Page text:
All forecasts are wrong, some are useful. Despite the uncertainty surrounding forecasts, news media remains obsessed with the ranking of forecasts and forecasters. These rankings obscure the fine point that forecasts are, not can be, wrong and long-term forecasts are more wrong than the sort-term forecasts.
Understanding Economic Forecasts (David F. Hendry and Neil R. Ericsson editors, MIT Press, 2001) lists numerous accounts of how guesswork may also beat sophisticated econometric forecasts!
Below is another ranking of forecasters that has Dr. Sherry Cooper’s team at Nesbitt Burns mentioned as well.
EconAlpha's Staples is man of mystery, and a winner
Consistency lands him on top of forecasting mountain
By Rex Nutting, MarketWatch
WASHINGTON (MarketWatch) -- One of the best economic forecasters is a guy who's never quoted in the newspapers and never yells on CNBC. He just gets the numbers right -- at least more right than anyone else.
You've probably never heard of Spencer Staples, the owner, top economist, and chief bottle washer for a relatively new economic research firm, EconAlpha. Staples is the winner of the March Forecaster of the Month award from MarketWatch, beating out 43 other forecasters.
Indicators Forecast Actual ism 56.90% 56.50% nonfarm payrolls -79,000 -36,000 trade gap -$39.9 bln -$37.3bln retail sales -0.30% 0.30% housing starts 562,000 575,000 industrial production -0.30% 0.10% consumer price index 0.00% 0.00% durable-goods orders 0.90% 0.50% new home sales 310,000 308,000 consumer confidence 51 52.5
Not only did Staples win the monthly award, he's also now the top forecaster in our contest over the past 12 months, knocking 2009's Forecasters of the Year Nigel Gault and Brian Bethune of IHS Global Insight out of the top spot.
Staples won the March award based on his predictions on 10 top economic indicators released in the month, including the Institute for Supply Management index, the consumer price index and new-home sales. On six of the numbers, his predictions were among the 10 most accurate.
Staples earned his undergraduate degree at Colby College in Maine, and got his career started at Bear Stearns. He went to the United Kingdom 20 years ago and worked for Mizuho Corporate Bank and an investment management company. Along the way, he earned an MBA from the Henley Business School.
He started his own firm in 2008, hoping to provide institutional investors with more consistent forecasts of the high-frequency economic data, the numbers that are released every week or every month, the numbers that tend to move financial markets the most.
Staples says forecasting the high-frequency data takes fundamentally different skills than forecasting over a longer period of time. Long-term forecasters try to eliminate the statistical noise caused by one-time aberrations in the data, such as weather, the timing of holidays and the like. They want to know the trend.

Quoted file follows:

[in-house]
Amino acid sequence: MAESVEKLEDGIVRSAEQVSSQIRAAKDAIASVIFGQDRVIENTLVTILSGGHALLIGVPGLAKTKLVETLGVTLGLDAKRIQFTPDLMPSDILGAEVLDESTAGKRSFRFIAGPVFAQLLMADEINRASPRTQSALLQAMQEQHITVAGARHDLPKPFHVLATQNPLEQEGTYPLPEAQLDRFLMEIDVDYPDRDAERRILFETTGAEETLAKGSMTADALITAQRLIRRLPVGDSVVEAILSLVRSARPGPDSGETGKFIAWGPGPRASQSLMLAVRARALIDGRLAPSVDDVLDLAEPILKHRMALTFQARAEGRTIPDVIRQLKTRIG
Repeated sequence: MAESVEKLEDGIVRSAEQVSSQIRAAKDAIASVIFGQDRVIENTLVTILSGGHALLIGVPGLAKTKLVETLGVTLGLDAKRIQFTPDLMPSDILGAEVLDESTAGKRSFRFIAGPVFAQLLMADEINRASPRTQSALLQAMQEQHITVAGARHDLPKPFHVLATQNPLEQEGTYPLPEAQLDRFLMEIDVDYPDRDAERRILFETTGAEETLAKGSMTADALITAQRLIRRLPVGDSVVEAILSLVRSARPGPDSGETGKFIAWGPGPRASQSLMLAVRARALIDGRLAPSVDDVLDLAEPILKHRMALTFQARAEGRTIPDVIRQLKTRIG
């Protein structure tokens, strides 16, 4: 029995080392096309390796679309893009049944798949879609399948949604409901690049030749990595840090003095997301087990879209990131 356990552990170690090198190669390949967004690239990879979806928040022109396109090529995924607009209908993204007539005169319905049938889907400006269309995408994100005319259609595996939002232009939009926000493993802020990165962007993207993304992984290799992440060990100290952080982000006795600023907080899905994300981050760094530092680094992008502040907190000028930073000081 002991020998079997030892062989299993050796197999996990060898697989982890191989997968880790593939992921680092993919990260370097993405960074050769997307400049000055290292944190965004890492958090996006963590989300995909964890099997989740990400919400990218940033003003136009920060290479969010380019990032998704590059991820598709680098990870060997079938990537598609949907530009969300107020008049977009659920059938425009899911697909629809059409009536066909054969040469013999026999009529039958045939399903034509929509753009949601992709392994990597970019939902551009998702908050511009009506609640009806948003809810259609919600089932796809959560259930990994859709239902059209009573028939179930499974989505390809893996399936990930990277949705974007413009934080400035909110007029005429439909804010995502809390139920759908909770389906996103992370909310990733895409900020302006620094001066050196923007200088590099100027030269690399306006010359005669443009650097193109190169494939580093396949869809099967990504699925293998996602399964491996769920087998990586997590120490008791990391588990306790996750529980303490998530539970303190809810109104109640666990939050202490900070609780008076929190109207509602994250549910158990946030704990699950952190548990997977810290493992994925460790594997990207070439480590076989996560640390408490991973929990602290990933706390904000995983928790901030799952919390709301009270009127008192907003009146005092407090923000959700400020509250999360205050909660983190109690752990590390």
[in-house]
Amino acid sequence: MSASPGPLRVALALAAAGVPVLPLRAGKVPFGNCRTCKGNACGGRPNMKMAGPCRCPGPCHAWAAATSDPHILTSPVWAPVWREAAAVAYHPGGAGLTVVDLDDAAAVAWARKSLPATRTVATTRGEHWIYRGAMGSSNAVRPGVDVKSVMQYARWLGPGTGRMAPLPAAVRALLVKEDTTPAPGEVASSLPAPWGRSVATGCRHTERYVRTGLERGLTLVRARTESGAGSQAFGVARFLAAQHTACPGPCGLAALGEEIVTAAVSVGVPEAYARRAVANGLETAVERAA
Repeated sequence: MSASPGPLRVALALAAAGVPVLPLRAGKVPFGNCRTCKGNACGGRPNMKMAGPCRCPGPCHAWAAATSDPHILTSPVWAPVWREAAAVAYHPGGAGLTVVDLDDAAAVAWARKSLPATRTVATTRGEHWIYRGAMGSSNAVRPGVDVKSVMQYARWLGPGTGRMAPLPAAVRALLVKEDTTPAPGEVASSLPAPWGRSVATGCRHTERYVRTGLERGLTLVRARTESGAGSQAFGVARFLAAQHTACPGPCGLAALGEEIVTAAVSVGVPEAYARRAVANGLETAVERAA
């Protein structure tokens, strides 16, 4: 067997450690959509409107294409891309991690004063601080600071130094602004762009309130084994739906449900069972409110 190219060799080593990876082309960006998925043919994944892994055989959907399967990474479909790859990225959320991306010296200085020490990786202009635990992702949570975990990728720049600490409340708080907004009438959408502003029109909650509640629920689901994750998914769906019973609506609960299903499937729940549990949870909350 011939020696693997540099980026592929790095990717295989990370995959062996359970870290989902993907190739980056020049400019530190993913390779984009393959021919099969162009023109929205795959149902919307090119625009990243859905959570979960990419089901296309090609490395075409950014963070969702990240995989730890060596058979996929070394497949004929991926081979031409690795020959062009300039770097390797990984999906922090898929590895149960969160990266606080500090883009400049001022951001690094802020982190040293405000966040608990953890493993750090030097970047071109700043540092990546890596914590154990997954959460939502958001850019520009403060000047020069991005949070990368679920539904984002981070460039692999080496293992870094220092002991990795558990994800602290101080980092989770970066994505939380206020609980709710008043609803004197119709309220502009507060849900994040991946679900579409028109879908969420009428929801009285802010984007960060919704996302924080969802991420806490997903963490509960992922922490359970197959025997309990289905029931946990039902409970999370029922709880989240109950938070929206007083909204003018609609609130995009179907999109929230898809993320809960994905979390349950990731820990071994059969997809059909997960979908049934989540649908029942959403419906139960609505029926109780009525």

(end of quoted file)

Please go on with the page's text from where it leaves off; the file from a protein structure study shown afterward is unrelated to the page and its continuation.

On the other hand, high-frequency forecasters embrace the noise.
Staples takes this further than do many of his colleagues. He flatly refuses to talk about the longer-term trends.
"My strength is in the high-frequency area," Staples said in a phone interview.
Staples says he approaches forecasting as an information-management problem. With so much information now available about every aspect of the economy, the trick is to know what to trust and what to ignore, he said. Asked for an example, he laughed, saying he didn't want to give away his secrets.
Indeed, Staples provides us with less explanation of his forecasts than anyone else in our contest.
Instead of writing hundreds or even thousands of words to explain his forecasts and what the implications might be, as many of his peers do, Staples simply emails us the bare essentials, like this: "February Non-Farm Payroll is expected to be -79K, with the Unemployment Rate at 9.8%." Everything else is "intentionally left blank." It's for the eyes of his clients only.
Staples is convinced that his clients can make money off forecasts that are consistently accurate.
"I think there is alpha imbedded in some forecasts," he said. Normally, investors think of short-term deviations from the trend as volatility, or beta. But Staples suggests that, for some market participants, a good forecast of those deviations can be like a regular dividend check: It's alpha.
This past year, Staples' forecasts have been plenty consistent. No one can get all the numbers right, but he's been more consistent than most. He's finished in the top 15 in our contest in nine of the past 12 months, more times than anyone else.
The runners up in the March contest were Peter D'Antonio of Citigroup Global Markets, Sherry Cooper's team at BMO Capital Markets, Michelle Girard and Omair Sharif of RBS Securities, and tied for fifth: Avery Shenfeld and Meny Grauman of CIBC World Markets and Ethan Harris's team at Bank of America Merrill Lynch.
The median forecasts that MarketWatch publishes each week in the Economic Calendar come from the forecasts of the 10 economists who've scored the highest in our contest over the past 12 months, as well as the forecasts of the most recent winner.
Over the past year, the top economists are, in order: Staples of EconAlpha; Bethune and Gault at IHS Global Insight; Maury Harris of UBS; the RBS team formerly headed by Stephen Stanley; Ethan Harris of Merrill Lynch; D'Antonio of Citi; David Resler of Nomura Securities; John Silvia's team at Wells Fargo Securities; Lou Crandall of Wrightson ICAP; and independent economic consultant Brian Jones.